These three books and their author, Dr Shefali Tsabary, share such profound and progressive insight into the subjects of personal growth and parenting.
Every single person in the world is impacted by how they were or are parented, and being a parent is the most significant role we fulfil in our lifetime. I don’t believe that this is limited to the parenting of children, as there are many other forms of parenting: that of ourselves, the parenting of parents, or even showing up for friends, colleagues or family who may need parenting in challenging patches of life.
The world has changed and continues to change significantly. It is far more complex than it was, and there is far more information available (to which our children have equal access). This, among other things, leads to traditional ways being questioned by current generations, and parenting unconsciously can exacerbate the increase in our own and our children’s levels of distress.
However, the more I work with parents, the clearer it is that we have been programmed to believe that parenting is or ‘should be’ an innate capability, and that looking for guidance is an admission of failure rather than a necessary and practical choice. Sometimes, guidance is essential.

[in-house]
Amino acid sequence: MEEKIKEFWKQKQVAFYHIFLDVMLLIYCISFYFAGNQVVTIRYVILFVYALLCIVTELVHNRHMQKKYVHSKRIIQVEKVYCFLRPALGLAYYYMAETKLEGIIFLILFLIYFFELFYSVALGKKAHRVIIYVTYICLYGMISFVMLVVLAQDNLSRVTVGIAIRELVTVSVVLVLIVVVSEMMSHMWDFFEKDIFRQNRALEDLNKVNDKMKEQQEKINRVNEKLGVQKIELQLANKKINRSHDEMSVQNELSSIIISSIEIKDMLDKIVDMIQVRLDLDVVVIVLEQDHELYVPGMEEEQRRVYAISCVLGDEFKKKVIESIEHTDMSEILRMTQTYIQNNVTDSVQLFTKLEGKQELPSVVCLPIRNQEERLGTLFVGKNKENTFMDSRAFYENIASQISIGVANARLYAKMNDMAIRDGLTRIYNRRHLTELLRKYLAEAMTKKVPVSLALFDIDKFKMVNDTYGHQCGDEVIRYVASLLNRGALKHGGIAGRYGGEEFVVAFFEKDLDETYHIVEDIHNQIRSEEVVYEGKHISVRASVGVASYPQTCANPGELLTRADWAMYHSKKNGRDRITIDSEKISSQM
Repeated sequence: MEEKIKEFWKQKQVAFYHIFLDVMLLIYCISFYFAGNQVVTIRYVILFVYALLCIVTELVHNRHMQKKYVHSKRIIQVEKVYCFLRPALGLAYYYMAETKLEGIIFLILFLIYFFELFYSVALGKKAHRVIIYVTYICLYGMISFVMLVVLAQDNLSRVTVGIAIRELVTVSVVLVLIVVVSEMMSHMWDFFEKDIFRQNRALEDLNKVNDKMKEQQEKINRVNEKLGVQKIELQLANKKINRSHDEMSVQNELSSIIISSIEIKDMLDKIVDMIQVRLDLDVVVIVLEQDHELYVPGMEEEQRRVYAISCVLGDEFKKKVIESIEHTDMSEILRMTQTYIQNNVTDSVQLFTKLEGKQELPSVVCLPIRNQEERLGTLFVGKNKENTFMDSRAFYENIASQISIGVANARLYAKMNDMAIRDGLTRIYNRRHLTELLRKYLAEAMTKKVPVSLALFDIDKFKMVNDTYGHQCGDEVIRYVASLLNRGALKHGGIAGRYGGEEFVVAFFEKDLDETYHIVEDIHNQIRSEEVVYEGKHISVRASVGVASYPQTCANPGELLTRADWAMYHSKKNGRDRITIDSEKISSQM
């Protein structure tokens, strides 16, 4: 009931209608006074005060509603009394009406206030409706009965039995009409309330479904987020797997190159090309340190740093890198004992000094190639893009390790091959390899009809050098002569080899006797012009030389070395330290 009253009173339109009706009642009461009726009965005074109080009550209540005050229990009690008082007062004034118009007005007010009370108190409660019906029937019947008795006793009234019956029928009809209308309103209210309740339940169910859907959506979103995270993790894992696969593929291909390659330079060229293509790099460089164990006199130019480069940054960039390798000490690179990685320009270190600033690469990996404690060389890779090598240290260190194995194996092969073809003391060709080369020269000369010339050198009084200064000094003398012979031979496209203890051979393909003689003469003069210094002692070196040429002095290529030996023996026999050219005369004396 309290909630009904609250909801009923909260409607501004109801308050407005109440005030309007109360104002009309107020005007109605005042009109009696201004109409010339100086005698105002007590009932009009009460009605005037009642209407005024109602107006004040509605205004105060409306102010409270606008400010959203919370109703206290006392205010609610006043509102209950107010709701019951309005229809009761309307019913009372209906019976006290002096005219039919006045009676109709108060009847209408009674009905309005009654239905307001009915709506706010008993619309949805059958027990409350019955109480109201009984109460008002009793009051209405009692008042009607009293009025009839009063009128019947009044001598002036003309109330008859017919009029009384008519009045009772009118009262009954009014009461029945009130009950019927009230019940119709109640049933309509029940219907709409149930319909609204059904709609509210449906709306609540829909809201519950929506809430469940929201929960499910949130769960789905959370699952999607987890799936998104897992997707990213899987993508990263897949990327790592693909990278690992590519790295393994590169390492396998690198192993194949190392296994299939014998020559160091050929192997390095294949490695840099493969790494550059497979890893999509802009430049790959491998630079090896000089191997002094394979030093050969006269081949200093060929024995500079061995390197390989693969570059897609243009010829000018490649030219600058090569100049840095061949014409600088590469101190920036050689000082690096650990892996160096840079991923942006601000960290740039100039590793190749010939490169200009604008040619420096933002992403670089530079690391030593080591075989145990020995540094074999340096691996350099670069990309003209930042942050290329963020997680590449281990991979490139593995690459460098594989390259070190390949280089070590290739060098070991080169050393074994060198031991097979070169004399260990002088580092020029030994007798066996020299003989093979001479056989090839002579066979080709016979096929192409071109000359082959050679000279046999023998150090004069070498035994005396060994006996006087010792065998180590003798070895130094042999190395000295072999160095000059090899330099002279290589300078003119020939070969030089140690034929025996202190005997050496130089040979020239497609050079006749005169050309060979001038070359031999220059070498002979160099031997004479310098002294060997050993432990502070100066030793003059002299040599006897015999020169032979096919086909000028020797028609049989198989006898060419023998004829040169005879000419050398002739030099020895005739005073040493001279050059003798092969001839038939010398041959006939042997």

It took me a while to realise that, as my children transition into adulthood, I have as much control over the direction they take as I did when I was dumped by a particularly strong wave when body surfing. At first, I fought hard to regain control, but I soon learnt that the force was stronger than me and it was best to tumble along, with the belief that at some point I (we) would be able to breathe again.
While tumbling, I started looking for coaching and guidance, and a friend introduced me to the work of Dr Shefali Tsabary. Her work is phenomenal. Her books, such as ’The Conscious Parent’, ‘Out of Control’ and ‘The Awakened Family' are particularly compelling. I not only recommend them, but feel like these books should be compulsory for everyone, including those who would like to become parents, those who have already taken on the role and those who would like to understand how the way they were parented may have influenced their current beliefs and actions.
For a role that has such a massive influence within our societies, yet for which there is no prerequisite screening, no clear idea of what the job entails and a limited source of guidance, particularly in the years of transition from child to young adult, these books are eye-opening and reassuring in one breath. They are about our growth as individuals, in the same way as they are about how we show up as parents.
You can find more about Dr Shefali Tsabary at https://drshefali.com/